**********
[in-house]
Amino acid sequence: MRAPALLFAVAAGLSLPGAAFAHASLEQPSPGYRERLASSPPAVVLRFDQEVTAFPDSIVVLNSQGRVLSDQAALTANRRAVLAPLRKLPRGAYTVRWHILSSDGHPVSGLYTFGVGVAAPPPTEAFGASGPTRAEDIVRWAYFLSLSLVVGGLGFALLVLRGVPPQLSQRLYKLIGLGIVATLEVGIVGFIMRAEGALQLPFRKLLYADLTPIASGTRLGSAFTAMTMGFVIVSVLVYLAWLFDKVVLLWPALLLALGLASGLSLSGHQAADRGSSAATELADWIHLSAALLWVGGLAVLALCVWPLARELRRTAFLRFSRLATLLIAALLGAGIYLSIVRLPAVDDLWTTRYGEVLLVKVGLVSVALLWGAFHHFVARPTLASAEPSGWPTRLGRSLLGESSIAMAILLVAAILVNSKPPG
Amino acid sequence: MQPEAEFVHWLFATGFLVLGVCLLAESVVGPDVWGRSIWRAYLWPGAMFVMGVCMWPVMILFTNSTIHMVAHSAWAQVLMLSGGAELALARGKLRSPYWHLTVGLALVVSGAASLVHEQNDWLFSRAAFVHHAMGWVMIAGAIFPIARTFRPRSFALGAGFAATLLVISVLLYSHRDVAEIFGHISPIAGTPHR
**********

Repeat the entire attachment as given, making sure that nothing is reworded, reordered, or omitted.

[in-house]
Amino acid sequence: MRAPALLFAVAAGLSLPGAAFAHASLEQPSPGYRERLASSPPAVVLRFDQEVTAFPDSIVVLNSQGRVLSDQAALTANRRAVLAPLRKLPRGAYTVRWHILSSDGHPVSGLYTFGVGVAAPPPTEAFGASGPTRAEDIVRWAYFLSLSLVVGGLGFALLVLRGVPPQLSQRLYKLIGLGIVATLEVGIVGFIMRAEGALQLPFRKLLYADLTPIASGTRLGSAFTAMTMGFVIVSVLVYLAWLFDKVVLLWPALLLALGLASGLSLSGHQAADRGSSAATELADWIHLSAALLWVGGLAVLALCVWPLARELRRTAFLRFSRLATLLIAALLGAGIYLSIVRLPAVDDLWTTRYGEVLLVKVGLVSVALLWGAFHHFVARPTLASAEPSGWPTRLGRSLLGESSIAMAILLVAAILVNSKPPG
Amino acid sequence: MQPEAEFVHWLFATGFLVLGVCLLAESVVGPDVWGRSIWRAYLWPGAMFVMGVCMWPVMILFTNSTIHMVAHSAWAQVLMLSGGAELALARGKLRSPYWHLTVGLALVVSGAASLVHEQNDWLFSRAAFVHHAMGWVMIAGAIFPIARTFRPRSFALGAGFAATLLVISVLLYSHRDVAEIFGHISPIAGTPHR